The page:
Access Now reports on 2019 trends in internet shutdowns, approaches to defending free expression



London — From Bolivia to Malawi, India, Sudan, and beyond, 2019 was a difficult year, online and off. Access Now’s latest report looks at a trend affecting people’s rights regardless of whether they are active internet users: internet shutdowns. The #KeepItOn coalition has documented an increase in internet shutdowns in 2019, including both more sustained and prolonged shutdowns and more targeted attacks on vulnerable communities. 

In 2019 we documented at least 213 incidents of internet shutdowns around the world. 

Shutdowns are blatant violations of the rights to freedom of expression and access to information, among other human rights affected by the phenomenon. 

“As we look into the countries that are ordering shutdowns and the context in which they occur, we are concerned at the numerous cases of intentional internet disruptions that took place during critical events such as protests or elections,” said Melody Patry, Advocacy Director at Access Now. 

“Whether governments are using shutdowns as a tool to silence critics, in an attempt to contain protests, or to conceal human rights abuses, 2019 has been the year of longer internet shutdowns, as well as targeted shutdowns affecting vulnerable groups or during crucial events – during a protest, an election, or a political speech by an opponent, for example,” explained Berhan Taye, Senior Policy Analyst & Global Internet Shutdowns Lead at Access Now.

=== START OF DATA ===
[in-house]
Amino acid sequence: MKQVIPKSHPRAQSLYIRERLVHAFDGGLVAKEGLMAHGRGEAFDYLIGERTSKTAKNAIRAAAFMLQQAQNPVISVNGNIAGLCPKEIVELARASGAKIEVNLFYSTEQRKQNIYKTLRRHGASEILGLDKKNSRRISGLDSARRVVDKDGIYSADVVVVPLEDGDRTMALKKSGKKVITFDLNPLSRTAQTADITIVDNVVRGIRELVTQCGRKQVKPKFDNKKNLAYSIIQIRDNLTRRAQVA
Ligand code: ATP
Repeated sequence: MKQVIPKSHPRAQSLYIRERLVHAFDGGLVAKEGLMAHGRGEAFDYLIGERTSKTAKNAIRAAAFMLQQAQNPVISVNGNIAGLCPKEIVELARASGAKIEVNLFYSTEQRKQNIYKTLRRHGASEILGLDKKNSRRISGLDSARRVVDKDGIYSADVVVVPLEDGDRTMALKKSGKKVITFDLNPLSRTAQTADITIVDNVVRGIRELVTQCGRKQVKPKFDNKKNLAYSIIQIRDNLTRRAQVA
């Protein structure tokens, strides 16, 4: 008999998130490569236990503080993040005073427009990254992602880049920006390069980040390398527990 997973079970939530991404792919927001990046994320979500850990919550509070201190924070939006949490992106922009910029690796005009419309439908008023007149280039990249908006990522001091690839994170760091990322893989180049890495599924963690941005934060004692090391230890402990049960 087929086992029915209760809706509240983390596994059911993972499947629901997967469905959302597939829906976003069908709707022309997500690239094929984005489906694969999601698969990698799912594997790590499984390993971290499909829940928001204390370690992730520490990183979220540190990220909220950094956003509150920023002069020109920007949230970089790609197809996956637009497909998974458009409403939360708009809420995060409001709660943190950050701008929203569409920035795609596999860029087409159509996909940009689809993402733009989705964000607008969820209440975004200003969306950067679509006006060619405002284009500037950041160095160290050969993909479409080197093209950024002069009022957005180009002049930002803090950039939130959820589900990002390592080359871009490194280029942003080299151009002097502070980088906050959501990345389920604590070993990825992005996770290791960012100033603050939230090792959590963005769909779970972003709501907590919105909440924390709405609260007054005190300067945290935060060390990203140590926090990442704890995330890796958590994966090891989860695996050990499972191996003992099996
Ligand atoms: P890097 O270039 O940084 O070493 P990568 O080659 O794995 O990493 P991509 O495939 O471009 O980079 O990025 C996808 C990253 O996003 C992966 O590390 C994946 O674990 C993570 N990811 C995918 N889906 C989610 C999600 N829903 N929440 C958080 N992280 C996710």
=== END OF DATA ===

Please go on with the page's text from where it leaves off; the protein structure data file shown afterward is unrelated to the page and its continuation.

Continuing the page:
Targeted, cut off, and left in the dark

The #KeepItOn report on internet shutdowns in 2019


While the internet enables the fulfillment of many human rights, there is a growing concern about the role it plays in facilitating or spreading misinformation and incendiary content. The most common official justification for ordering shutdowns in 2019 was “fighting fake news, hate speech, or content promoting violence.” When these concerns are legitimate, internet shutdowns rarely provide a solution and can worsen an already volatile environment. In some cases, they can lead to or hide atrocities, as seen in Sudan or Myanmar.

In an attempt to address illegal or undesirable content and expression online, governments and companies have too often put forward hasty or poorly crafted solutions that can threaten human rights. These inappropriate solutions include internet shutdowns. But more broadly, we are seeing a hatching of laws, policies, and content moderation practices that hurt free expression and have a disparate impact on those most at risk of human rights violations. 

As actors in this space make decisions about content moderation, Access Now encourages them to consider human rights. In our next report, Access Now will publish 26 recommendations on content governance, acting as a guide for lawmakers, regulators, and company policy makers. To receive an advanced copy of the report, please contact [email protected].